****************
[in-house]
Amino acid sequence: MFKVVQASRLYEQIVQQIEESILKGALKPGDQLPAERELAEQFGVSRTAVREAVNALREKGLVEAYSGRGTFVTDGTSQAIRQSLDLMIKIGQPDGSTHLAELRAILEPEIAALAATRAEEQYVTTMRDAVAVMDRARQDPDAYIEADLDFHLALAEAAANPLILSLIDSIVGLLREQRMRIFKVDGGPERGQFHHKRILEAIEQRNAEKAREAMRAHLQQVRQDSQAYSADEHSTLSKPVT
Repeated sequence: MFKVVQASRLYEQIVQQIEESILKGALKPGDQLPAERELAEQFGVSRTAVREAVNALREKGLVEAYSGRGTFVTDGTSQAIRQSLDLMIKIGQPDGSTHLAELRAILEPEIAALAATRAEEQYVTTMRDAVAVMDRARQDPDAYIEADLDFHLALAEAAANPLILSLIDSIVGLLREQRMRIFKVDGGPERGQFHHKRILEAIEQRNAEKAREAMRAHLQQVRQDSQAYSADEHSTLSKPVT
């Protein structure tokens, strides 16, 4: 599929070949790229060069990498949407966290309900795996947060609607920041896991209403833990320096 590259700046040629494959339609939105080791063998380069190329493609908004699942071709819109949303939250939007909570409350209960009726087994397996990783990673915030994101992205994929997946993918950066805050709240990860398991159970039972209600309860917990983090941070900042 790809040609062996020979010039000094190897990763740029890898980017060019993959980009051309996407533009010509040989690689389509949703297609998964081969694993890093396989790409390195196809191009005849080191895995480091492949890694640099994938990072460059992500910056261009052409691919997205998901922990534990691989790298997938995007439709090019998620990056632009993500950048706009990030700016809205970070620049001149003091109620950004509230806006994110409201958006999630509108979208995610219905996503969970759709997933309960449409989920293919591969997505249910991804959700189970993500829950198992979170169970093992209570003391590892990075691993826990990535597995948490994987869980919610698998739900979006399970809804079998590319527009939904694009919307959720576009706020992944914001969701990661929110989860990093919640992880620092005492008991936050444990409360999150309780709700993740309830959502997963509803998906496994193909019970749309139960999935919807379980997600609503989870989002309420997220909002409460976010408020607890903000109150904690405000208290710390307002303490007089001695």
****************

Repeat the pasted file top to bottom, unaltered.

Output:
[in-house]
Amino acid sequence: MFKVVQASRLYEQIVQQIEESILKGALKPGDQLPAERELAEQFGVSRTAVREAVNALREKGLVEAYSGRGTFVTDGTSQAIRQSLDLMIKIGQPDGSTHLAELRAILEPEIAALAATRAEEQYVTTMRDAVAVMDRARQDPDAYIEADLDFHLALAEAAANPLILSLIDSIVGLLREQRMRIFKVDGGPERGQFHHKRILEAIEQRNAEKAREAMRAHLQQVRQDSQAYSADEHSTLSKPVT
Repeated sequence: MFKVVQASRLYEQIVQQIEESILKGALKPGDQLPAERELAEQFGVSRTAVREAVNALREKGLVEAYSGRGTFVTDGTSQAIRQSLDLMIKIGQPDGSTHLAELRAILEPEIAALAATRAEEQYVTTMRDAVAVMDRARQDPDAYIEADLDFHLALAEAAANPLILSLIDSIVGLLREQRMRIFKVDGGPERGQFHHKRILEAIEQRNAEKAREAMRAHLQQVRQDSQAYSADEHSTLSKPVT
């Protein structure tokens, strides 16, 4: 599929070949790229060069990498949407966290309900795996947060609607920041896991209403833990320096 590259700046040629494959339609939105080791063998380069190329493609908004699942071709819109949303939250939007909570409350209960009726087994397996990783990673915030994101992205994929997946993918950066805050709240990860398991159970039972209600309860917990983090941070900042 790809040609062996020979010039000094190897990763740029890898980017060019993959980009051309996407533009010509040989690689389509949703297609998964081969694993890093396989790409390195196809191009005849080191895995480091492949890694640099994938990072460059992500910056261009052409691919997205998901922990534990691989790298997938995007439709090019998620990056632009993500950048706009990030700016809205970070620049001149003091109620950004509230806006994110409201958006999630509108979208995610219905996503969970759709997933309960449409989920293919591969997505249910991804959700189970993500829950198992979170169970093992209570003391590892990075691993826990990535597995948490994987869980919610698998739900979006399970809804079998590319527009939904694009919307959720576009706020992944914001969701990661929110989860990093919640992880620092005492008991936050444990409360999150309780709700993740309830959502997963509803998906496994193909019970749309139960999935919807379980997600609503989870989002309420997220909002409460976010408020607890903000109150904690405000208290710390307002303490007089001695």